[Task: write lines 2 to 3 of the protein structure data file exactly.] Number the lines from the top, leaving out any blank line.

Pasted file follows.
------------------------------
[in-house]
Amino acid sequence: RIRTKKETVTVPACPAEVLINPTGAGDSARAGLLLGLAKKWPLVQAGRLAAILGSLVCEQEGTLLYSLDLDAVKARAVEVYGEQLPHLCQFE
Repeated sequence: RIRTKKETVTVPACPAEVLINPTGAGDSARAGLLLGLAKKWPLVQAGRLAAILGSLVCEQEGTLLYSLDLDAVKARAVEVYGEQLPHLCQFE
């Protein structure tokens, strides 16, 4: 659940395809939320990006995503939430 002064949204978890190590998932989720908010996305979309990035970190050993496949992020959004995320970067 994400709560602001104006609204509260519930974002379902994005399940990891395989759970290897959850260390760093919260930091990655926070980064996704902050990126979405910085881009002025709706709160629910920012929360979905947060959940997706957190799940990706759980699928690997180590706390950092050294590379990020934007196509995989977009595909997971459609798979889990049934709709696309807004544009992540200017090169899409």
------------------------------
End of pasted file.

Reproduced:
Amino acid sequence: RIRTKKETVTVPACPAEVLINPTGAGDSARAGLLLGLAKKWPLVQAGRLAAILGSLVCEQEGTLLYSLDLDAVKARAVEVYGEQLPHLCQFE
Repeated sequence: RIRTKKETVTVPACPAEVLINPTGAGDSARAGLLLGLAKKWPLVQAGRLAAILGSLVCEQEGTLLYSLDLDAVKARAVEVYGEQLPHLCQFE